Selling focuses on the need of the seller; marketing on the needs of the buyer. Selling is preoccupied with the seller’s need to convert his product into cash; marketing with the idea of satisfying the needs of the customer by means of the product and the whole cluster of things associated with creating, delivering, and finally consuming.
Segmentation, targeting, positioning (STP) is the essence of strategic marketing.
Business innovation is about increasing customer value.
A growing population does not mean growing markets unless there is sufficient purchasing power.
Companies commonly prepare a macroeconomic forecast first, followed by an industry forecast, followed by a company sales forecast.
There are two types of demand: market demand and company demand.
The well-known 80-20 rule states that 80 percent or more of the company’s profits come from the top 20 percent of its customers.
Marketers must have a thorough understanding of how consumers think, feel, and act and offer clear value to each and every target consumer.
Consumers are thus more likely to blame a product than themselves.
The marketer’s job therefore doesn’t end with the purchase. Marketers must monitor postpurchase satisfaction, postpurchase actions, and postpurchase product uses and disposal.
One of the most valuable intangible assets of a firm is its brands, and it is incumbent or marketing to properly manage their value.
Internal branding consist of activities and processes that help inform and inspire employees about brands. Holistic marketers must go even further and train and encourage distributors and dealers to serve their customers well.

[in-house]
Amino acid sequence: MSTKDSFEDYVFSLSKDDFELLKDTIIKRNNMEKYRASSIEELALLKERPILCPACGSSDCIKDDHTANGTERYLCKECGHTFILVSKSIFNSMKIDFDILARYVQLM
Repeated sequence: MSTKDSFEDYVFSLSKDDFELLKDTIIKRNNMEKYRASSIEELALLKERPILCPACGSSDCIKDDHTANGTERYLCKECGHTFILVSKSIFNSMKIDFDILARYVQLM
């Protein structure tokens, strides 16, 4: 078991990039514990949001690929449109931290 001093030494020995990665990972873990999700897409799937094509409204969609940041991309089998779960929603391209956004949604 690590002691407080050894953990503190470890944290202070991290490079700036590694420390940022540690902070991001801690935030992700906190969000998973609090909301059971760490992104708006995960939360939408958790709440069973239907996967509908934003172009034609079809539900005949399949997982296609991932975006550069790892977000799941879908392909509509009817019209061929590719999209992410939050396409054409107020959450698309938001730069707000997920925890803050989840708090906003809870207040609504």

We define competitors as companies that satisfy the same customer need.
Marketers must overcome “marketing myopia” and stop defining competition in traditional category and industry terms. Coca-Cola, focused on its soft drink business, missed seeing the market for coffee bars and fresh-fruit-juice bars that eventually impinged on its soft-drink business.
Nike has a rich set of associations with customers, based on its innovative product designs, its sponsorship of top athletes, its award-winning advertising, its competitive drive, and its irreverent attitude. Internally, Nike marketers adopted the three-word brand mantra, “authentic athletic performance,” to guide their marketing efforts.
Competitive advantage is a company’s ability to perform in one or more ways that competitors cannot or will not match.
A leverageable advantage is one that a company can use as a springboard to new advantages, much as Microsoft has leveraged their operating system to Microsoft Office and then to networking applications.
Companies offering the powerful combination of low prices and high quality are capturing the hearts and wallets of consumers all over the world.
To be a long-term market leader is the goal of any marketer.
Most studies indicate the market pioneer gains the greatest advantage. 19 of 25 market leaders in 1923 were still the market leaders in 1983, 60 years later. In sample of industrial-goods businesses, 66 percent of pioneers survived at least 10 years, versus 48 percent of early followers.
If I had asked people what they really wanted, I would have made faster horses’ or something like that. You need to figure out what people really want, although they can’t express it. – Henry Ford